In switch, cable operators want to go "a la carte"

NEW YORK Tue Sep 27, 2011 6:09pm EDT

Related Topics

NEW YORK (Reuters) - Cable operators are privately working on a plan to force programmers to unbundle their networks and allow customers to subscribe to channels on an individual basis.

The plan represents a complete reversal from cable operators' long-held opposition to what is known as "a la carte" programing. Over the last decade, the cable industry battled ferociously with regulators to protect the right to bundle programing, arguing it offered customers the best value.

But executives now say the change is a necessary response to shifting dynamics such as higher carriage costs and using the Web to watch programs, as well as a weak economic recovery that has forced many consumers to cancel cable television subscriptions.

Comcast Corp and Time Warner Cable, the two largest operators have lost 1.2 million video customers in the 12 months to June 30.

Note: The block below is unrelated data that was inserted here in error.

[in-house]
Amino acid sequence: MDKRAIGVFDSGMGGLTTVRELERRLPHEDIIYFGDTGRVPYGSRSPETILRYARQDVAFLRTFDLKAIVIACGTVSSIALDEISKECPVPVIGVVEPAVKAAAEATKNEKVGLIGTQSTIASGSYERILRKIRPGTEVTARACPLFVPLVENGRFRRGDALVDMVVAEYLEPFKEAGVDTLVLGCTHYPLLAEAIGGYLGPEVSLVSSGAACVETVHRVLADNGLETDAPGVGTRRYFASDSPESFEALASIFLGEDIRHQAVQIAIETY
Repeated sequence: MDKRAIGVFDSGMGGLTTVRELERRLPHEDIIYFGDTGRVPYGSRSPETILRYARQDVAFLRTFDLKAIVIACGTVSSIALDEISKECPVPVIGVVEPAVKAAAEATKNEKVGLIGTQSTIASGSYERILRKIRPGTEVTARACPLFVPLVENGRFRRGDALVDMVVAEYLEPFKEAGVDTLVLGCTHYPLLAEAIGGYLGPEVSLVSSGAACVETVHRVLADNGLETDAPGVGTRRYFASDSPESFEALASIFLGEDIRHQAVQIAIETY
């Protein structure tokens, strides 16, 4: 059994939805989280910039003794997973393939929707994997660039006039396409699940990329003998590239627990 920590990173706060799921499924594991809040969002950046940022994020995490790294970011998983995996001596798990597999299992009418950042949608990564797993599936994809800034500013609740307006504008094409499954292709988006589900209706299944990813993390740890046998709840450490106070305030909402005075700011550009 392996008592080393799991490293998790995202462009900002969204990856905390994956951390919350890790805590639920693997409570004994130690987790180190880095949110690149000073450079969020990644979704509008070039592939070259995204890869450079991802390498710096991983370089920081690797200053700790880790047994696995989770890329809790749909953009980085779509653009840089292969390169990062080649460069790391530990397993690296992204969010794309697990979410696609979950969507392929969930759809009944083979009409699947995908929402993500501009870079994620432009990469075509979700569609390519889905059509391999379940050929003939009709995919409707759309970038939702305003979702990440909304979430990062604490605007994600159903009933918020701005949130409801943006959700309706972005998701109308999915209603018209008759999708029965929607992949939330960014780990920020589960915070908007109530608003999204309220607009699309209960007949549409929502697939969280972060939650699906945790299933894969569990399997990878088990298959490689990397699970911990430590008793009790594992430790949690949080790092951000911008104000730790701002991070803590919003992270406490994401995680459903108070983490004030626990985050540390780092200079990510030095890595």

Pay-TV distributors such as Time Warner Cable and Cablevision are searching for a business or regulatory strategy to lower escalating programing costs, which have risen between 6 and 10 percent each year during the last decade, according to industry sources.

An "a la carte" menu of programing would give consumers who are not sports fans the freedom to drop high cost sports channels such as Walt Disney Co's ESPN and ESPN 2 from basic packages. At around $4 a subscriber, ESPN is the most expensive channel in the cable business, according to SNL Kagan.

"We feel that some of those expensive channels should be offered a la carte so only those people who want to watch them actually pay for them," said Jerry Kent, chief executive of Suddenlink, which has 1.3 million cable customers.

Rocco Commisso, chief executive of Mediacom, which has 1.2 million subscribers, sent a letter to Federal Communications Chairman Julius Genachowski earlier this month that suggested "instituting a carefully designed a la carte system, so that decisions about what video services are bought are made by consumers themselves, rather than by content owners."